Everytime I’m up on Grandmother Mountain, I look to the east and see the bald dome of Lookout Mountain rising over the Marble Creek drainage and I long to stand on top and look down from the other side. Finally, with my parents and sister visiting, I decided this would be the perfect opportunity to try out this trail.
There are several mountains in northern Idaho named Lookout. This is not the ski area on the Idaho-Montana border off of I-90. This is not the peak in the Selkirks north of Sandpoint of the same name. This is in the St. Joe National Forest, accessed from FS-301, the same road that leads to Freezeout Saddle and the Grandmother Mountain trail outside of Clarkia.
Lookout Mountain is unique for this area because its summit is completely bald, offering spectacular views in 360 degrees. The summit stands at 6789 feet above sea level and overlooks Lost Lake, the nearest glacial tarn of considerable size to the Moscow Area. This trail is absolutely beautiful and probably seldom used compared to the neighboring Grandmother Mountain trail. The trailhead is only 7 miles farther down the road, but due to the rough road conditions, it took an extra hour of driving to get there. Despite its apparent remoteness, the trail and trailhead are in great condition. The trailhead features several developed campsites with picnic tables and fire rings along with a well-maintained privy. There are also two other small campgrounds nearby. Next time I hike this trail, I may have to spend the night.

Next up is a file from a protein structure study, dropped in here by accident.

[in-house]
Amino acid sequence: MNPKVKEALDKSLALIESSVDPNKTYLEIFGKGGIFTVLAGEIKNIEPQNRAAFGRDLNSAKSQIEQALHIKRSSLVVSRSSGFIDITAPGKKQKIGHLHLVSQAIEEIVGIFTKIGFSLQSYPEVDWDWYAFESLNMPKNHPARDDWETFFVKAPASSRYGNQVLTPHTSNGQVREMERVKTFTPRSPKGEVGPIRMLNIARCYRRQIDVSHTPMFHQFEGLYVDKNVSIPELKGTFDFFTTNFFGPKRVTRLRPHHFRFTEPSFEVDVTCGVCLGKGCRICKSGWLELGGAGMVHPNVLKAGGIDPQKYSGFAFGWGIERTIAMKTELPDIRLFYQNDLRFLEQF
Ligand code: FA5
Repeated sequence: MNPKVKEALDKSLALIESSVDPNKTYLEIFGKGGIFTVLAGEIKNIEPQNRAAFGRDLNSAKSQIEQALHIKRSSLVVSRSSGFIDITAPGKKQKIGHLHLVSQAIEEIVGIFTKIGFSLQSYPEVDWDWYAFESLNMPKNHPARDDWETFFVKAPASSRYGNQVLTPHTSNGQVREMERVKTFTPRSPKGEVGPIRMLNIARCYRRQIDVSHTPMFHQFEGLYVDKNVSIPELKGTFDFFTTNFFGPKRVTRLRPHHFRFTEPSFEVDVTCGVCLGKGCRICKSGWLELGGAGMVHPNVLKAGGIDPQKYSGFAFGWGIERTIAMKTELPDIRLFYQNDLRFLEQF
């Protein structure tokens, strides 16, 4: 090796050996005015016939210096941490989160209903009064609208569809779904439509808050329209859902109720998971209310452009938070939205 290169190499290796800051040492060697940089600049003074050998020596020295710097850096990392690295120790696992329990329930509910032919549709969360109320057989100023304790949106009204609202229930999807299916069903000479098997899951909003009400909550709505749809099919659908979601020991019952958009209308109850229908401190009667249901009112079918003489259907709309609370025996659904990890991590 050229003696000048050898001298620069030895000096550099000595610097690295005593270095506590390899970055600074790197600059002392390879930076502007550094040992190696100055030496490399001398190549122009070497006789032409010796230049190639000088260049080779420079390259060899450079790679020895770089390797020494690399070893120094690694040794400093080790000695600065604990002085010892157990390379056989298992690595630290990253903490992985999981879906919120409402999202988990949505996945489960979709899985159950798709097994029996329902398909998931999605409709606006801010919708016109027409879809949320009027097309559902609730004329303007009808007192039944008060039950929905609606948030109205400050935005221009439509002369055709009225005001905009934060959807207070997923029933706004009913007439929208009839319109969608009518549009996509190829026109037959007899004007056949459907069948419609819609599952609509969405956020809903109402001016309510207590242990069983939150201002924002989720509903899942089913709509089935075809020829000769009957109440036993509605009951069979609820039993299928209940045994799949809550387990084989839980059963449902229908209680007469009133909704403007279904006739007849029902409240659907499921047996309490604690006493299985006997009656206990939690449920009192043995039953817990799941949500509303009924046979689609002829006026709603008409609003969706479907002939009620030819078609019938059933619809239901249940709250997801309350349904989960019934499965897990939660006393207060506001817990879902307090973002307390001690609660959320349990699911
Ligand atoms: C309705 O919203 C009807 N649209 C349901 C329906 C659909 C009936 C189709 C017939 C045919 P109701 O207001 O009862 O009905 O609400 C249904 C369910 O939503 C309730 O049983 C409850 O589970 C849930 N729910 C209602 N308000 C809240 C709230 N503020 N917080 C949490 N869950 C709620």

From the trailhead at Orphan Saddle, it’s a 4-mile walk to the summit of Lookout Mountain. The trip isn’t very difficult, though you’ll begin your journey with a 600 foot ascent in just under a mile. By the time you start getting tired, you reach the ridge at 6500 feet and the journey becomes a relaxing meander through a mixture of hemlock forest and grassy field. The next two miles are gentle, holding elevation until the Widow Peak trial splits off, and then gently descending into the saddle above Lost Lake. The last mile is a 700 foot ascent to the summit, and though it may seem steep, you’re on the spine of the ridge with views that get better with every step you take. Take as much time as you need and eventually, you’ll find you can’t go any higher.
The return journey isn’t too bad. The descent on the way out was gradual and not very noticeable, but you may notice the uphill on the return. However, it’s still gentle compared to the two ascents (now descents) on the way out. In short, this may have become my new favorite local hike. Unfortunately, it is such a pain in the butt to get to that I’ll probably still stick to Grandmother Mountain as my go-to escape to higher elevations.